Last week we cited the siddur of Rav Shabtai Mei’Racksho, the Mateh Efraim, and the Chida. The all concur that the twice daily saying of L’Dovid Hashem Ori is a powerful segulah to emerge victorious in judgment, to cancel harsh and evil decrees, and to live out our years in a wholesome way.
At what juncture in Dovid HaMelech’s life did he compose this psalm? The Medrash Rabbah in Vayikra Rabbah [21:3] cites the great Reb Yehoshua ben Levi, that Dovid HaMelech said this kapital when he was attacked by the Amaleikis.
Here’s the story: Dovid HaMelech left the town of Tziklag with his 600 soldiers to aid Achish, the king of the Plishtim. While he was away, the Amaleikis attacked the undefended city of Tziklag. They plundered it, burned it to the ground, and took all the women and children as captives, including two of Dovid HaMelech’s wives, Avigayil and Achinoam. When Dovid and his men returned, they saw to their horror what had transpired. Dovid HaMelech was confronted by dual despair: Firstly, the worry over the wives and children including his own wives, and secondly the anger of his own men who, as Shmuel testifies [in Shmuel 1, chapter 30], wanted to stone Dovid for his mistake of leaving the women and children of Tziklag abandoned and undefended.
Dovid HaMelech, instead of succumbing to despondency and despair, reacted in the correct Jewish way. As the pasuk declares, “Tzarah v’yagon emtzah uv’Shem Hashem ekra – If I find myself in distress and grief, I call out in the Name of Hashem.” And this is how Dovid HaMelech reacted in this situation. As the verse testifies, “Vayichazek Dovid b’Hashem Elokav – And Dovid took strength in Hashem his G-d.” He then summoned Ev’yasar, the Kohen Gadol, and commissioned him to inquire of the Urim v’Tumim which was concealed in the folds of the choshen, the breastplate worn by the Kohen Gadol. Dovid asked whether he should engage in a kamikaze rescue mission against the Amaleikis. The Urim v’Tumim answered in the affirmative and assured him that he would be successful. He embarked on the mission, defeated the Amaleikis without the loss of even one soldier and, Baruch Hashem, recovered all the women and children without any loss of life.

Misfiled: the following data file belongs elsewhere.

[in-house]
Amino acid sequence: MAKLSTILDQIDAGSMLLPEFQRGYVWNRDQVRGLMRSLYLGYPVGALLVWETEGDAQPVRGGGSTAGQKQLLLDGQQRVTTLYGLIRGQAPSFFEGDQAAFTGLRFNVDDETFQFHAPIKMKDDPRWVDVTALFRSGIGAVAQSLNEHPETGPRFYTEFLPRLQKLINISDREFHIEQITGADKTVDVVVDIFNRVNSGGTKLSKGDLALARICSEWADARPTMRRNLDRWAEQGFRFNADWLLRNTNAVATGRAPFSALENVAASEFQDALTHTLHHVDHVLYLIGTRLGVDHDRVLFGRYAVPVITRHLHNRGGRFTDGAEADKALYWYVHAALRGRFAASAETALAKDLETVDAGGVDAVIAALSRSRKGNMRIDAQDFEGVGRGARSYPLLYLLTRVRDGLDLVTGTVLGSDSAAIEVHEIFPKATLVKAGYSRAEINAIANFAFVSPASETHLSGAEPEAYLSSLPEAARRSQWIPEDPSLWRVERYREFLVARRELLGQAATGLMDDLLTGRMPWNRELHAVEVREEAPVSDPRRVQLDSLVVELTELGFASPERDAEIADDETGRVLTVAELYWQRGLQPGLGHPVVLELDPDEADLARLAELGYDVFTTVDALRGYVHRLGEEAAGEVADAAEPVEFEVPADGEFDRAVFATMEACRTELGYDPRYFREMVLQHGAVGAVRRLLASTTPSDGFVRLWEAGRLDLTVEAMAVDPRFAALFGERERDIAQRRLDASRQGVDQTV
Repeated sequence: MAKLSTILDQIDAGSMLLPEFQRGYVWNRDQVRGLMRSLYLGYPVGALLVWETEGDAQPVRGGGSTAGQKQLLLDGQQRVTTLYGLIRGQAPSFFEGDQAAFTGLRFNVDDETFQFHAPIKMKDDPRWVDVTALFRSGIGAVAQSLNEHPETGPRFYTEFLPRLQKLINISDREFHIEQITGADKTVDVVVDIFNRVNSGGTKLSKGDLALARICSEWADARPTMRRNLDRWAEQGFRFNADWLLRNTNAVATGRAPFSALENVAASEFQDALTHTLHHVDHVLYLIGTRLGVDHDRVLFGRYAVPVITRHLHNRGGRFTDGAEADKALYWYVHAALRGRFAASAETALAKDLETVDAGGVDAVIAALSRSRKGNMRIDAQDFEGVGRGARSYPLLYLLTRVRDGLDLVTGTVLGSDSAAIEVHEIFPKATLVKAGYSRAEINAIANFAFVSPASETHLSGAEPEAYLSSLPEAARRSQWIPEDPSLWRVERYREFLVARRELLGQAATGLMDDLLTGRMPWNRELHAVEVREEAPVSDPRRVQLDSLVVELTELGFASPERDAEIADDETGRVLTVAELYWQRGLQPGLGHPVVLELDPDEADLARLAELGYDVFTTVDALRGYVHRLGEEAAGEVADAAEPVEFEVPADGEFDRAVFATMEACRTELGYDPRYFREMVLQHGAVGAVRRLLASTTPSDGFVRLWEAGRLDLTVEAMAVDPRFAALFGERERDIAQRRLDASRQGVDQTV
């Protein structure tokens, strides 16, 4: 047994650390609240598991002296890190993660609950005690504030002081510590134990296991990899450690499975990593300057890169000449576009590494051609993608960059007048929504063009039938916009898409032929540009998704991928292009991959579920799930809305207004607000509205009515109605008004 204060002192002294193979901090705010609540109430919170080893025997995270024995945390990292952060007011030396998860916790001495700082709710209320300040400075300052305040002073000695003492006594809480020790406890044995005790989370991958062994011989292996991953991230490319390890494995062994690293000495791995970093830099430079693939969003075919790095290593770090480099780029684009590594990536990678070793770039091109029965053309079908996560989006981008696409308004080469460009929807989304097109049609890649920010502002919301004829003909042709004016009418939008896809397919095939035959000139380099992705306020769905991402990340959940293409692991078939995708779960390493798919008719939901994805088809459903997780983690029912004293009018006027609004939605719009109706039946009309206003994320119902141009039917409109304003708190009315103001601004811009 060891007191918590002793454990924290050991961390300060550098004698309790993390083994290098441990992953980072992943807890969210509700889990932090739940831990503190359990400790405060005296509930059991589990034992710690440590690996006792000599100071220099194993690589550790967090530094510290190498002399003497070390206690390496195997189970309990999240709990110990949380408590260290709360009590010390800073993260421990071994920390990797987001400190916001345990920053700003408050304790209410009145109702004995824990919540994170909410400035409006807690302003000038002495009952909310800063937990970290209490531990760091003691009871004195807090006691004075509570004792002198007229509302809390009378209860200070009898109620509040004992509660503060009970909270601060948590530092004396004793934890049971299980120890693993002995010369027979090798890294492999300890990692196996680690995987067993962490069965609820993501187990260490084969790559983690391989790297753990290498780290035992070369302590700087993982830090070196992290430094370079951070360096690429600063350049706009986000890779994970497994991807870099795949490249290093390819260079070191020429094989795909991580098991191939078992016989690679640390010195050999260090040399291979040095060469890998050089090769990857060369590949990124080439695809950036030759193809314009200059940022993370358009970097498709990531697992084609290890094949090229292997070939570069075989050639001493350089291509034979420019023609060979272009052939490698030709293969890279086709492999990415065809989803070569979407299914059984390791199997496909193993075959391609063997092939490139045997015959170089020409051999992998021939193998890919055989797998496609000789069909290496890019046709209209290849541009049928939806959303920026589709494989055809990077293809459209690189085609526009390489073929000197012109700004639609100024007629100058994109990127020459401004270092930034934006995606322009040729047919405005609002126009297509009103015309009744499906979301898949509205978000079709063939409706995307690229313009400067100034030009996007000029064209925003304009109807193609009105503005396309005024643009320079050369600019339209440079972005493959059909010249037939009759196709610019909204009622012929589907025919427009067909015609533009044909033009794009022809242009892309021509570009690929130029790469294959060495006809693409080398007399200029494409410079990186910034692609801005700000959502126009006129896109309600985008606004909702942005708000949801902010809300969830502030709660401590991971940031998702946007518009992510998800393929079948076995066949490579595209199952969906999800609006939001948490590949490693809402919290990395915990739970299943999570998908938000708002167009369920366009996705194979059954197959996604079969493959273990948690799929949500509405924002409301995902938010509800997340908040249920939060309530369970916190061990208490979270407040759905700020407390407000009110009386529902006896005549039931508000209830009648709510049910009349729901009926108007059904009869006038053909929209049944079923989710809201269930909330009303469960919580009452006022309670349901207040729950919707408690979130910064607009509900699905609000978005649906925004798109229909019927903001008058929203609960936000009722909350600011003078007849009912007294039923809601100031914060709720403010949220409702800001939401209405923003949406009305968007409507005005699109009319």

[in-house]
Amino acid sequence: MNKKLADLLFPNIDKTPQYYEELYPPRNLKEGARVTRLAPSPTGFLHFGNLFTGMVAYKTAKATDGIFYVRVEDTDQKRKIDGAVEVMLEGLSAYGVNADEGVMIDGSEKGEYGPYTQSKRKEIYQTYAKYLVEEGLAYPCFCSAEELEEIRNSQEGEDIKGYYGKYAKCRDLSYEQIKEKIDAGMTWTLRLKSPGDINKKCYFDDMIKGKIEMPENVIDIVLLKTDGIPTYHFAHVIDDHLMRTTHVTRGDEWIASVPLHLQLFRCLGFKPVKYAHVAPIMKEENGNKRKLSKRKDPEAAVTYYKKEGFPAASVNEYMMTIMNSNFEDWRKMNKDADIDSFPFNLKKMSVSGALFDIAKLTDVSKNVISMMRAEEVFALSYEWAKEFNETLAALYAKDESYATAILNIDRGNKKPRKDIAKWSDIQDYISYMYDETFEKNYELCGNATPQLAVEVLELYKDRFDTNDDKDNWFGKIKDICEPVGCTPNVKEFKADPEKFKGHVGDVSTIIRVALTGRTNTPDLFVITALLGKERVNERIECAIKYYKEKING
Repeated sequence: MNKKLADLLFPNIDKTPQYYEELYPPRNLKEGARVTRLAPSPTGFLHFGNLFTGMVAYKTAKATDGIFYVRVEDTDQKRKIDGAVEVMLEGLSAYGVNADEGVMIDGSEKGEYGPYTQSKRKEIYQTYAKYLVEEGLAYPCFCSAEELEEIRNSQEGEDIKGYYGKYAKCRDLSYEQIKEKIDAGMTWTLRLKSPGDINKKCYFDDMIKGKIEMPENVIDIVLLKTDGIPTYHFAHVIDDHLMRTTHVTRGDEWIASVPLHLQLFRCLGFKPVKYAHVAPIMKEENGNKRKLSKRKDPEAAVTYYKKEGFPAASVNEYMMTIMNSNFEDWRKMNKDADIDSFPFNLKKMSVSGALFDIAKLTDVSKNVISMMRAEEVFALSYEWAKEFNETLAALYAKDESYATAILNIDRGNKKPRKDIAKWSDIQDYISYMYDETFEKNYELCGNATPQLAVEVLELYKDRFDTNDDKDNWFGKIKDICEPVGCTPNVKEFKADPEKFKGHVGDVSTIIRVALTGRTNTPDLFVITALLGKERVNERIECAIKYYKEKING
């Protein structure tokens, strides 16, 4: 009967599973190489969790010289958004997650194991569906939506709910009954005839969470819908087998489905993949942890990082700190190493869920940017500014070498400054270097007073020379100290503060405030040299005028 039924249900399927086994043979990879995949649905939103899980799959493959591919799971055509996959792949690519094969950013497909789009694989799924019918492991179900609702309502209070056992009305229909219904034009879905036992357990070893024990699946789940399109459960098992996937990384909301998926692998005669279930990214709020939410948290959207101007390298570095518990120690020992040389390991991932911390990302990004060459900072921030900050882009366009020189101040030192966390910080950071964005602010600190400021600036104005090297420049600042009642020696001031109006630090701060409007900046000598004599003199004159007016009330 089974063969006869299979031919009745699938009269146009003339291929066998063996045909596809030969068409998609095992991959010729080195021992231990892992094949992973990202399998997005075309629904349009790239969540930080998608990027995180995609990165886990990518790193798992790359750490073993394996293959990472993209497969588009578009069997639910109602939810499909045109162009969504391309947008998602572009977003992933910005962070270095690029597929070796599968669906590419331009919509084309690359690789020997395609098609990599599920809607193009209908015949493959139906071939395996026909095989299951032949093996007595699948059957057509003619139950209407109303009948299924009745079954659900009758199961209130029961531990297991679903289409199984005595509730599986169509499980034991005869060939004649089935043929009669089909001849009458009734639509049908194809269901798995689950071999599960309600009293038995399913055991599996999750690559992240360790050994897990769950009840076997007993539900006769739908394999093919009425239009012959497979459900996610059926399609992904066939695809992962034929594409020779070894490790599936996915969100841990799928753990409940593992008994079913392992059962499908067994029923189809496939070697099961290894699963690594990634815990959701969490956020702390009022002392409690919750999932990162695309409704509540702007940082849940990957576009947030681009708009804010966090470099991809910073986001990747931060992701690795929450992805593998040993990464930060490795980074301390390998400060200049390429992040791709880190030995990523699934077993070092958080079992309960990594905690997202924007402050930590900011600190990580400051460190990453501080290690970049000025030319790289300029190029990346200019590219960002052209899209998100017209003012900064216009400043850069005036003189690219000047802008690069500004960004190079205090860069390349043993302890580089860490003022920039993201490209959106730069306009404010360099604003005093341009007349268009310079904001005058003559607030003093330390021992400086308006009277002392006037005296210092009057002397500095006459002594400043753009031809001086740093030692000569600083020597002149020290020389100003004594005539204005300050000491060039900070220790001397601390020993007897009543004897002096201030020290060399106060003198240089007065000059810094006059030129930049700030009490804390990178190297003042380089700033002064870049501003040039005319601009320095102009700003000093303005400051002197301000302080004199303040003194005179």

(The Chofetz Chaim, zt”l, zy”a, has a critical caveat to this fascinating story. He explains that if Dovid HaMelech would have asked the Urim v’Tumim the question before he staunchly put his trust in Hashem, its answer would have been different.)
Thus, it is regarding this period and this episode that Dovid composed this psalm. In the psalm, Dovid proclaims, “Hashem Ori v’yishi,” Hashem was my light and my salvation. “B’krov alai m’rei’im, when they came close to me, the evil ones, namely the Amaleikis, “L’echol es besari,” to eat of my own flesh, referring to the terrifying capture of his two wives, yet he said, “Im tachane alai machane,” if they camp out against me, “Lo yirah libi,” my heart is not afraid. “Im takum alai milchama,” if they stand up against me in battle, “B’zos Ani botei’ach,” in this (Hashem ‘s protection) I do trust.
The chapter concludes with the resounding declaration of putting our trust in Hashem. With a mantra that pulses through the millennia, “Kavei el Hashem, hope to Hashem (and when things look daunting and desperate), “Chazak vya’ameitz libecha,” be strong and courageous of heart, “V’kavei el Hashem,” and redouble your prayers and hope to Hashem.
Now with this backdrop of understanding, how fitting is this message for the days of Awe? Many of us, after making an honest and blunt cheshbon hanefesh, a personal reevaluation of our behavior during the past year, might be filled with despair and despondency at our chances for a good judgment. We might be correctly worried about our meager Torah output, our paltry tzedakah, our shabby prayers, our faulty interpersonal relationships. In this great psalm, twice daily we remind ourselves to put our trust in Hashem’s mercy and compassion, to be strong and courageous of heart, and pray again and again to Hashem to grant us another chance for the year 5784.
In the merit of our prayers, may Hashem bless us with a gmar chasima tova, and a very healthy, happy, and wonderful New Year.
Transcribed and edited by Shelley Zeitlin.